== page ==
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Landmark Graduates Head For Bright Futures

by Solvegi Shmulsky
Hundreds of family members, friends and faculty honored 33 new Landmark College graduates on Saturday, December 14th, as the graduates crossed the stage at Landmark’s Greenhoe Theater. Mid-year graduation is a tradition at Landmark, which holds two ceremonies—in December and in May—to honor graduates and confer degrees.

Dr. Peter Eden, Landmark College President, welcomed community members and guests, many of whom traveled significant distances amid chilling temperatures and an impending snowstorm to watch their loved ones graduate. “We are an agile, ambitious, progressive and student-centered college,” said Dr. Eden. “Today we celebrate the achievements of our college graduates, as they now head off for their next challenge. Fortunately, several won’t go far as they will return to Landmark for their bachelor’s degree.”

Dr. Eden also addressed the graduates, asking them to savor their successes and commit to making a difference in the world for later generations of learners. “Remember that line in the mission, ‘we will transform the way the public thinks about education’? There are many ways Landmark does that directly, but none is more potent and effective than when our graduates prove to the world that having an LD does not limit what one can achieve.”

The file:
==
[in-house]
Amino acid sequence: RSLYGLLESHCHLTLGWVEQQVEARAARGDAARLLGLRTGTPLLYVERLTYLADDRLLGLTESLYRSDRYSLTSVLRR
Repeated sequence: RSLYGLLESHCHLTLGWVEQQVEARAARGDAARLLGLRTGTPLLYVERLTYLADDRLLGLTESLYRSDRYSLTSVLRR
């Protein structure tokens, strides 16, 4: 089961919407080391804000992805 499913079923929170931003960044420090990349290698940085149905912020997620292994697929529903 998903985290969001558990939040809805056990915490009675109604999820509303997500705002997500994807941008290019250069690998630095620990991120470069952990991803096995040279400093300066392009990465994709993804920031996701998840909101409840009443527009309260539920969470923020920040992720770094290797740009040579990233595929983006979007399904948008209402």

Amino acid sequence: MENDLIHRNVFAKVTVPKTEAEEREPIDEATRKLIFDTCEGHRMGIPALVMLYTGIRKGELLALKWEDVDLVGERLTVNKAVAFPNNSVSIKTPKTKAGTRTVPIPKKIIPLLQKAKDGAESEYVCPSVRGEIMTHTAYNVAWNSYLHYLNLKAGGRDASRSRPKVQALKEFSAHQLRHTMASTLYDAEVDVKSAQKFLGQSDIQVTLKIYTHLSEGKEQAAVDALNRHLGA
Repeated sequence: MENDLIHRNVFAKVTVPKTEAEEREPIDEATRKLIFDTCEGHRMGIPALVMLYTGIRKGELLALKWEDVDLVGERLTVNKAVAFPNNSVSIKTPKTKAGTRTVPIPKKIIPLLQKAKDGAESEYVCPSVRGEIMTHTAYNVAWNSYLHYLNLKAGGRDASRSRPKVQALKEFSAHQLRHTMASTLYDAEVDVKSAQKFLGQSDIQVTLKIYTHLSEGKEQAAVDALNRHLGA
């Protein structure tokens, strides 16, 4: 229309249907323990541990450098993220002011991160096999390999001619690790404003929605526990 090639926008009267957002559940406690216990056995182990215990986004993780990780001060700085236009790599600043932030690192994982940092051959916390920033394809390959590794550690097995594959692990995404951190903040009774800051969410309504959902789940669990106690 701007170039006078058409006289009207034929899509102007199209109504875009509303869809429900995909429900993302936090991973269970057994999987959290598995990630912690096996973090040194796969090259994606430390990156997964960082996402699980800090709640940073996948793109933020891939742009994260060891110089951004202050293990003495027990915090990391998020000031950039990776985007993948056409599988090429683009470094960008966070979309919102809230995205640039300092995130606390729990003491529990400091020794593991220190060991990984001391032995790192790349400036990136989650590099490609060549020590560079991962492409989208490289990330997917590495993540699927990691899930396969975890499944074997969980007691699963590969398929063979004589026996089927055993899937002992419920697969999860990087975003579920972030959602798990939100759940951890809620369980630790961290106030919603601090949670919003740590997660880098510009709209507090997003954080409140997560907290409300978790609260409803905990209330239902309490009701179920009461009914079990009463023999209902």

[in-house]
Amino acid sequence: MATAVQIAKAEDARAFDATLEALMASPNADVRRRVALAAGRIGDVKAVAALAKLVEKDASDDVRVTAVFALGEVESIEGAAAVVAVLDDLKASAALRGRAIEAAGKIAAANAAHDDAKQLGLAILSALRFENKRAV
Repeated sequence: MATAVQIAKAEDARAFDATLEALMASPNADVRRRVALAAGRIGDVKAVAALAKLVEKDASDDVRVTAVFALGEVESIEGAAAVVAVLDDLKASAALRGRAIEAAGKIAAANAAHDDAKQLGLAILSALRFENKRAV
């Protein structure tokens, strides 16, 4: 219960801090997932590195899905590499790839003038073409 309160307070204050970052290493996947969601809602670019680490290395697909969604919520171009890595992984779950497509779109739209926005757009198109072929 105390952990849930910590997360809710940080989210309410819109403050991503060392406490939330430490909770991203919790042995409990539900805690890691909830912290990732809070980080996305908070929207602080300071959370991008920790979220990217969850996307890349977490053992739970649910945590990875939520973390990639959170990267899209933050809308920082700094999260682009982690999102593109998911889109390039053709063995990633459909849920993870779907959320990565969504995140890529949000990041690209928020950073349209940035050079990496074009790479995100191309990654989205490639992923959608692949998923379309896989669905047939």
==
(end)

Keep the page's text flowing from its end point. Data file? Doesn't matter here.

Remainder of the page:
While it is difficult to select students to earn awards among so many deserving individuals, Michael Luciani, dean of students, and Dr. Adrienne Major, academic dean, recognized three students for their achievements. Luciani presented the Community Service Award to Aaron Kahn-Bork for his tireless involvement in many aspects of college life and beyond. Dr. Major presented the Academic Dean’s Award to Dominic Keyes and Colette Millard, sharing quotes from professors detailing their spirit and accomplishments.

The Words of the Graduates

Distinctive for its moving, funny, and sometimes tearful speeches, Landmark College graduation is a one-of-a-kind event. Traditionally, graduates have the opportunity to address the audience, and many remark on the challenges they have faced as learners with differences, including dyslexia, ADHD, and ASD, and the freedom and accomplishment they enjoy as a result of their hard work.

Saturday’s commencement ceremony, graduates talked about the transformations they made in the last two years. In the words of David Gold, “I went from a confused young man to a grounded, mature adult who is ready to conquer what the world has in store.”

Dominic Keyes said, “I wondered if I’d ever stand on a stage and earn a degree. The incredible people at Landmark College took my hand and raised me off my knees. Now I plan to go into education and use the methods of my professors.”

“I used to be the girl in the back of the classroom,” said Alicia Sheehan, whose moving speech about empowerment echoed that of many of her peers. “I was so scared - scared because I didn’t know who I was. At first I wanted to hide at Landmark, but then I found a new confidence in myself. I tried and I succeeded. I believe in myself and in the College.”